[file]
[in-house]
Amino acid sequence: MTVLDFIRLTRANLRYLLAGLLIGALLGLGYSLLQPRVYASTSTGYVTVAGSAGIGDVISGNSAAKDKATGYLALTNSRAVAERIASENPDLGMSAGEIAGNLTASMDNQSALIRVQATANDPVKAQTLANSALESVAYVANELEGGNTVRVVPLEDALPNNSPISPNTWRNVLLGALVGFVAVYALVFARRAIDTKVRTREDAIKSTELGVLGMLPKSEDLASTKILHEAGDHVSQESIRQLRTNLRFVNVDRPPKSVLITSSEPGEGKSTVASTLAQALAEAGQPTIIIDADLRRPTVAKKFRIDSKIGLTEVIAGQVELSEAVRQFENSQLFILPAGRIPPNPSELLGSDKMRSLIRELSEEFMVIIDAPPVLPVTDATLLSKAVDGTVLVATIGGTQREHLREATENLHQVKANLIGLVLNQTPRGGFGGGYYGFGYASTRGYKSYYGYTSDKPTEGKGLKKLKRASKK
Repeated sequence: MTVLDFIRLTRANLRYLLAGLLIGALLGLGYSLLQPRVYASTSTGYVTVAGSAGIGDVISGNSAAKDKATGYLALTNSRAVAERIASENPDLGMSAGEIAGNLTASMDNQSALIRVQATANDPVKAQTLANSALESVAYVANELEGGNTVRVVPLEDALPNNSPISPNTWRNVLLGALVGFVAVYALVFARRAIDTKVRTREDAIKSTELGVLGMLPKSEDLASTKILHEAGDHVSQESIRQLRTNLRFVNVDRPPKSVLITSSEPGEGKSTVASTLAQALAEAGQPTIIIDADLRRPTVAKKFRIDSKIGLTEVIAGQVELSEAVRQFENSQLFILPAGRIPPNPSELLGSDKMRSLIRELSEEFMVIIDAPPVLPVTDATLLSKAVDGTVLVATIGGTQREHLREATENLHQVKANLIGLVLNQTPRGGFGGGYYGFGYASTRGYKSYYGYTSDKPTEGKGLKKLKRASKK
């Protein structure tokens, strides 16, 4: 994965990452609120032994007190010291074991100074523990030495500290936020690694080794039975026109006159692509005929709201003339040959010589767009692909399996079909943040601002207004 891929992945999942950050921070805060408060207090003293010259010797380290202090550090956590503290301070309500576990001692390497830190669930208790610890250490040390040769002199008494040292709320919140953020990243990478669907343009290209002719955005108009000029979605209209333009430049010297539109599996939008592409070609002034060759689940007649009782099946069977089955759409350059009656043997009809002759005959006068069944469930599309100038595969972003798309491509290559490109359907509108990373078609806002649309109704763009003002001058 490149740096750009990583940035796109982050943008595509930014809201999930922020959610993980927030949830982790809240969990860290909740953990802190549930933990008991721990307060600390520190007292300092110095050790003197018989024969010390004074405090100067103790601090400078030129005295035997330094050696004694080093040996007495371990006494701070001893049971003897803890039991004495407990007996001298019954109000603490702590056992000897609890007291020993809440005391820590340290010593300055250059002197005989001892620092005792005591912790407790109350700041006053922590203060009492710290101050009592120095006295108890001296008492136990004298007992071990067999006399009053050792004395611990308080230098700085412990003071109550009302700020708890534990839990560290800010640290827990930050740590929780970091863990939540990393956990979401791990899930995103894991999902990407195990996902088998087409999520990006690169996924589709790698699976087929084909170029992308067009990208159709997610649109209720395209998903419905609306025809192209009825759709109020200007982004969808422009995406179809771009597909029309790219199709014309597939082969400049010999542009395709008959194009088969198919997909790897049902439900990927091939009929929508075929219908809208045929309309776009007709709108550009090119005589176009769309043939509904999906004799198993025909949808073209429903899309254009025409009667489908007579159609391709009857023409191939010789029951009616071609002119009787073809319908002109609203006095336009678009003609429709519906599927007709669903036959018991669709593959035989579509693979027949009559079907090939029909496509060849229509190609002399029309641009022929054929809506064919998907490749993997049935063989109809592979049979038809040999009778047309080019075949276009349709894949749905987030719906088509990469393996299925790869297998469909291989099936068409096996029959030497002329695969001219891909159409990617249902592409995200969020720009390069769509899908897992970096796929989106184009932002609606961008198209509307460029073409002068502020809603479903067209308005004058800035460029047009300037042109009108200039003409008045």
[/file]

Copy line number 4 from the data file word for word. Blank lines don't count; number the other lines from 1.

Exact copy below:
């Protein structure tokens, strides 16, 4: 994965990452609120032994007190010291074991100074523990030495500290936020690694080794039975026109006159692509005929709201003339040959010589767009692909399996079909943040601002207004 891929992945999942950050921070805060408060207090003293010259010797380290202090550090956590503290301070309500576990001692390497830190669930208790610890250490040390040769002199008494040292709320919140953020990243990478669907343009290209002719955005108009000029979605209209333009430049010297539109599996939008592409070609002034060759689940007649009782099946069977089955759409350059009656043997009809002759005959006068069944469930599309100038595969972003798309491509290559490109359907509108990373078609806002649309109704763009003002001058 490149740096750009990583940035796109982050943008595509930014809201999930922020959610993980927030949830982790809240969990860290909740953990802190549930933990008991721990307060600390520190007292300092110095050790003197018989024969010390004074405090100067103790601090400078030129005295035997330094050696004694080093040996007495371990006494701070001893049971003897803890039991004495407990007996001298019954109000603490702590056992000897609890007291020993809440005391820590340290010593300055250059002197005989001892620092005792005591912790407790109350700041006053922590203060009492710290101050009592120095006295108890001296008492136990004298007992071990067999006399009053050792004395611990308080230098700085412990003071109550009302700020708890534990839990560290800010640290827990930050740590929780970091863990939540990393956990979401791990899930995103894991999902990407195990996902088998087409999520990006690169996924589709790698699976087929084909170029992308067009990208159709997610649109209720395209998903419905609306025809192209009825759709109020200007982004969808422009995406179809771009597909029309790219199709014309597939082969400049010999542009395709008959194009088969198919997909790897049902439900990927091939009929929508075929219908809208045929309309776009007709709108550009090119005589176009769309043939509904999906004799198993025909949808073209429903899309254009025409009667489908007579159609391709009857023409191939010789029951009616071609002119009787073809319908002109609203006095336009678009003609429709519906599927007709669903036959018991669709593959035989579509693979027949009559079907090939029909496509060849229509190609002399029309641009022929054929809506064919998907490749993997049935063989109809592979049979038809040999009778047309080019075949276009349709894949749905987030719906088509990469393996299925790869297998469909291989099936068409096996029959030497002329695969001219891909159409990617249902592409995200969020720009390069769509899908897992970096796929989106184009932002609606961008198209509307460029073409002068502020809603479903067209308005004058800035460029047009300037042109009108200039003409008045």